It comes as a major public information push to encourage parents to have their primary school child vaccinated is set to get underway.
However, the roll-out - some of which will begin later this month - is set to create another logistical headache for the HSE already beset by reports of "no-shows" and appointment mix-ups among adults offered boosters.
The National Immunisation Advisory Committee (Niac) has told the HSE it should establish "separate child-friendly vaccination clinics" for five to 11-year-olds.
"This would minimise distress to young children and reduce likelihood of vaccine error by avoiding the adult and paediatric vaccines at the same venue."
This could mean the HSE having to designate certain vaccination centres for children-only on certain days or hours, leaving them out of bounds to booster shots.
The first deliveries of the child vaccines, which are of lower strength than adult versions, are due here next week.
A spokeswoman for the HSE said last night: "An important part of this next stage will be to provide trusted and accurate information to help parents and guardians make the best decision."
A number of walk-in vaccination centres opened for booster shots for people in their 50s today while high numbers of the 60-69 age group have yet to get their third shot.
Around 480,000 children will be offered a vaccine in the coming months, with the main administration picking up pace in January.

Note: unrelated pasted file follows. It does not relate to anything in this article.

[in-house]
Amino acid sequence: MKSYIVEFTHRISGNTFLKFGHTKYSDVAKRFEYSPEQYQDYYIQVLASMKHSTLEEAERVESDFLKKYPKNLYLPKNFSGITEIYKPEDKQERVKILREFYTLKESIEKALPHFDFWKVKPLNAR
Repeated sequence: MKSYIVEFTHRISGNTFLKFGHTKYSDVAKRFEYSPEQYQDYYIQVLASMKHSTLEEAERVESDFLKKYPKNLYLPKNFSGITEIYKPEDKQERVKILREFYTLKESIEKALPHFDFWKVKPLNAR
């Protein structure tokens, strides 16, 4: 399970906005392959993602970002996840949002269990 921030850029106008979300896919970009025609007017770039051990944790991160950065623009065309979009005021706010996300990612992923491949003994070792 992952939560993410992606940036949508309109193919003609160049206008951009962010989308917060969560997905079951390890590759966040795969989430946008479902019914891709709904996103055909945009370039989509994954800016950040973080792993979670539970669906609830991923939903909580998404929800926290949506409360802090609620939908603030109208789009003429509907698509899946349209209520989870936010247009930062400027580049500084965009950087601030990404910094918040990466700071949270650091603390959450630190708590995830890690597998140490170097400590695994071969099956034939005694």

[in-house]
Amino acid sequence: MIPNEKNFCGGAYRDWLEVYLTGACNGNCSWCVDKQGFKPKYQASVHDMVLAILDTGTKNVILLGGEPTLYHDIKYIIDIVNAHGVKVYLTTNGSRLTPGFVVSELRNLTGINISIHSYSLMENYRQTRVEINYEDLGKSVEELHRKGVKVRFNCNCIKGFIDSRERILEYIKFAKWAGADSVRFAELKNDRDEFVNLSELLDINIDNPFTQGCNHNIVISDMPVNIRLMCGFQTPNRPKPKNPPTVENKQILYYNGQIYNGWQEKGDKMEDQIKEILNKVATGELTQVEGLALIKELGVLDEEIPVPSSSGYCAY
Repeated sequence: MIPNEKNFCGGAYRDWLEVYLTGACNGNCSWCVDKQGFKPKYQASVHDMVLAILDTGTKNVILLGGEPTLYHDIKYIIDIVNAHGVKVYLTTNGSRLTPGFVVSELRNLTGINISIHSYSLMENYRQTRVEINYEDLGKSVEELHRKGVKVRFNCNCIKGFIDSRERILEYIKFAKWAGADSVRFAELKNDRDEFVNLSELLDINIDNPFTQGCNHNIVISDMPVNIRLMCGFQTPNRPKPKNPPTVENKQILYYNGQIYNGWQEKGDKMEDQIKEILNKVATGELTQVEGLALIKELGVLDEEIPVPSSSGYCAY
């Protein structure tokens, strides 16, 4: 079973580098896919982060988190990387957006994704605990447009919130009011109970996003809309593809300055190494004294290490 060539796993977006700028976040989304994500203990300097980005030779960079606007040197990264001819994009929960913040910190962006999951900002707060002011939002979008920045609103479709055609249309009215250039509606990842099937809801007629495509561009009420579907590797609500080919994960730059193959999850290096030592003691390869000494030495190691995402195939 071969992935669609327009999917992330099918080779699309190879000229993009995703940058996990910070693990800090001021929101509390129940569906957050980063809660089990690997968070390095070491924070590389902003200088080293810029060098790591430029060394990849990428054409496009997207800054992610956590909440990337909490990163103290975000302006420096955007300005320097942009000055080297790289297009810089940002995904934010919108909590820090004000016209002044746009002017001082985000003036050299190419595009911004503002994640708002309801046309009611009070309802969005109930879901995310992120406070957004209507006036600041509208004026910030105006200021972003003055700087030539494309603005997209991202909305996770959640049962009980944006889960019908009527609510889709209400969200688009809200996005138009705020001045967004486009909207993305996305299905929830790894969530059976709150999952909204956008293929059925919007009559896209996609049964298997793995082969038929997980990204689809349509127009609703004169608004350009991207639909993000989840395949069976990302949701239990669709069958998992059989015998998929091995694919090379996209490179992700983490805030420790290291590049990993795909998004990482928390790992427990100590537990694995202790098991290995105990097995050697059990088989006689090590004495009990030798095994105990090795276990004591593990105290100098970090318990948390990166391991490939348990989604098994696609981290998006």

However, Niac said some children need to be prioritised for a vaccine, including those with an underlying condition, children living with a younger child with complex medical needs or living with an immunocompromised adult.
The wider group needs to be given their vaccine - which includes two doses three weeks apart - at the same time as boosters are given to the under-40s.
Niac said the vaccine should be offered because of the favourable "benefit risk profile" of the jab to protect them from severe disease.
Prof Karina Butler, chair of Niac, said last night that the impact of Covid-19 in children is overwhelmingly mild but "some children will get sick and end up in hospital".
"It is very rare but severe infection can occur," she said.
Children can suffer symptoms that leave them unwell and disrupt education, she added. There is also a rare risk of long Covid.
Figures released yesterday showed another rise in infections in primary school children last week to 7,359, accounting for 21pc of all Covid-19 cases.
There were 30 school outbreaks.
The incidence in five to 12-year-olds is almost twice that of the rest of the population.
Meanwhile, the HSE said it is working to reduce the numbers of no-shows at adult booster vaccination centres.
A spokeswoman said if people are already boosted and are offered another appointment they can indicate a cancellation on their text message or complete an online form on hse.ie.
There may be a gap in information which, from time to time, leads to one person getting multiple appointments.
It comes as 543 Covid-19 patients were being treated in hospital yesterday, an increase of 38.
The number of patients in intensive case rose by one to 118. Another 4,152 cases of Covid-19 were also reported.
The Covid Oversight Group of senior civil servants and public health officials met yesterday and were told while the situation is holding steady, the level of hospitalisations and intensive care admissions are stuck at a high level.
Nphet will meet next Thursday when more will be known of the potential impact of the new variant Omicron.
The most-recent Nphet modelling shows that the variant could cause between 6,000 and 15,000 cases a day from next month.